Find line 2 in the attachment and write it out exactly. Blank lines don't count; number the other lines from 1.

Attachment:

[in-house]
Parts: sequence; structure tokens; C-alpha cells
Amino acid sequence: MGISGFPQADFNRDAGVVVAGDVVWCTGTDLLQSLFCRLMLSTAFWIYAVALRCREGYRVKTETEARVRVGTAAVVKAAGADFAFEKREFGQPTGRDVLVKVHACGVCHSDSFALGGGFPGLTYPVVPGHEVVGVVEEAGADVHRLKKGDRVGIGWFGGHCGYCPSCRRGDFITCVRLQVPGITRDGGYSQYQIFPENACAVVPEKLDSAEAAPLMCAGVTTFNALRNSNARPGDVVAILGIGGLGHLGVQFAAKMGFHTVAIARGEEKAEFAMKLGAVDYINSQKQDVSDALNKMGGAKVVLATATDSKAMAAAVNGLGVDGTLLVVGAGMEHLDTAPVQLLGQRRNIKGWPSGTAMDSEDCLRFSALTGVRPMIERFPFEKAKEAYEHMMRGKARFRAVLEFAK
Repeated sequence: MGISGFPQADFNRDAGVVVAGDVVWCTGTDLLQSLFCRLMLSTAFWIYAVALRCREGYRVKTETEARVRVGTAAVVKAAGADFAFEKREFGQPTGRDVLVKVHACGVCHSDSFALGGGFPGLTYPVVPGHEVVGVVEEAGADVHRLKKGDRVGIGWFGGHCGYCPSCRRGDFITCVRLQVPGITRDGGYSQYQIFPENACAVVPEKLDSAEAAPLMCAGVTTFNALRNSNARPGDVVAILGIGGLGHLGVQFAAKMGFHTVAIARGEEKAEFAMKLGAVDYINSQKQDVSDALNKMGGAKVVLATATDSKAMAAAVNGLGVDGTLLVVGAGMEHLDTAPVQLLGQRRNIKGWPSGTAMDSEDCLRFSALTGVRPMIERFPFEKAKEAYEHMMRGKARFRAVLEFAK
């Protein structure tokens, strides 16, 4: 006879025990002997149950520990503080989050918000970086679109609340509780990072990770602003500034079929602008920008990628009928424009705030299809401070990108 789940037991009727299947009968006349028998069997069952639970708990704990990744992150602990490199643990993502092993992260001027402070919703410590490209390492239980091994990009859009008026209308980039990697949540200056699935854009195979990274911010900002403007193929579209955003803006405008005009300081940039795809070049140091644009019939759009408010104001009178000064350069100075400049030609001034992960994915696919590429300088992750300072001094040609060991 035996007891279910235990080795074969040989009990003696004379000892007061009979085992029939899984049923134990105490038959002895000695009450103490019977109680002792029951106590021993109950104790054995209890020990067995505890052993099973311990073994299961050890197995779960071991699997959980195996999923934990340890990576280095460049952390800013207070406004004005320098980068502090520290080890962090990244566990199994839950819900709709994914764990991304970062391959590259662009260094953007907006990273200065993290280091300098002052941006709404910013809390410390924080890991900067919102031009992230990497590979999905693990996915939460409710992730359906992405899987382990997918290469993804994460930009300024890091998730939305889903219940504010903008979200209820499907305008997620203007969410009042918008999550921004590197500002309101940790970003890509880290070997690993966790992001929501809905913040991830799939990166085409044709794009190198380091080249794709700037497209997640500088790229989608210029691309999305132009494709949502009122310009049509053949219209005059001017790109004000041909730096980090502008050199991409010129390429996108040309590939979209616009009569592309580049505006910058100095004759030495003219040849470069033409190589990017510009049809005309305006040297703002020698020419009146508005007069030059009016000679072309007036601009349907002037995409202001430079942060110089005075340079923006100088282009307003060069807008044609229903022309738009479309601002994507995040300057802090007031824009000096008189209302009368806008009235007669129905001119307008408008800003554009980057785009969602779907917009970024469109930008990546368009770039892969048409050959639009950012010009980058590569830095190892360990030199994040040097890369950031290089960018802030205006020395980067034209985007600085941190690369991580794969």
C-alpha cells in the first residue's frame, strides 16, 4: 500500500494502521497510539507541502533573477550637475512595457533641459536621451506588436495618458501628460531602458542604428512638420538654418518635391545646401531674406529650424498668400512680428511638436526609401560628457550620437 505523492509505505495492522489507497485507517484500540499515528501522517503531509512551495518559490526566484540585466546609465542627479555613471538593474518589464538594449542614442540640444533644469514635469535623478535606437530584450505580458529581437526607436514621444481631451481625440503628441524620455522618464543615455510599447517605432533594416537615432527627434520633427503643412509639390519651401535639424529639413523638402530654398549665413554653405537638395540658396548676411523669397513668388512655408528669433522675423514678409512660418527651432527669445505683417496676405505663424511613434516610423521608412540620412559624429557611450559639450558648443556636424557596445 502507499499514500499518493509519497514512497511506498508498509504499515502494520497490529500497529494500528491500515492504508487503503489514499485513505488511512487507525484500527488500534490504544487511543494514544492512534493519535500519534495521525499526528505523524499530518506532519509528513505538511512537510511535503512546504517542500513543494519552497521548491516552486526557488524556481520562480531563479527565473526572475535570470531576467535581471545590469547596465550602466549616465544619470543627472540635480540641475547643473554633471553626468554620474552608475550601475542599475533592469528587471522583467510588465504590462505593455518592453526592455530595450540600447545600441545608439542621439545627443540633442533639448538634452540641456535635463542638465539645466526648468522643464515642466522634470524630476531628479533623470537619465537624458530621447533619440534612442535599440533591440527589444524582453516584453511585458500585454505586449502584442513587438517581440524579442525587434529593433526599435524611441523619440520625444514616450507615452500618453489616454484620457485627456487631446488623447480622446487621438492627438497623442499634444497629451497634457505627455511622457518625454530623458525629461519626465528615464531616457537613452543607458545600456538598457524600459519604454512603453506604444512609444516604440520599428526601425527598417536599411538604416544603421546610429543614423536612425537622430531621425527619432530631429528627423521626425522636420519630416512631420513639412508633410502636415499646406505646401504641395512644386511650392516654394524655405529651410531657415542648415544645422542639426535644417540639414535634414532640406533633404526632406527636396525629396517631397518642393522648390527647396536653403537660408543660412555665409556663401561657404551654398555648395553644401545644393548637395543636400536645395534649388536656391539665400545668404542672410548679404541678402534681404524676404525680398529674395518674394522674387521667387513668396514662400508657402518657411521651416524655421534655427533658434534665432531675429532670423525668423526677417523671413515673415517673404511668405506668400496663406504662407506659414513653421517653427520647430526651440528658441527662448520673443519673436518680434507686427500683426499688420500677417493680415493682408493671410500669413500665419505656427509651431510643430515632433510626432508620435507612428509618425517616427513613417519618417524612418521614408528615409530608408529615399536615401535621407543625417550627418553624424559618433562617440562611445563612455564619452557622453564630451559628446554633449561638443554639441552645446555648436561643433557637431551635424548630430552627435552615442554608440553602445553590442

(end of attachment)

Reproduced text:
Parts: sequence; structure tokens; C-alpha cells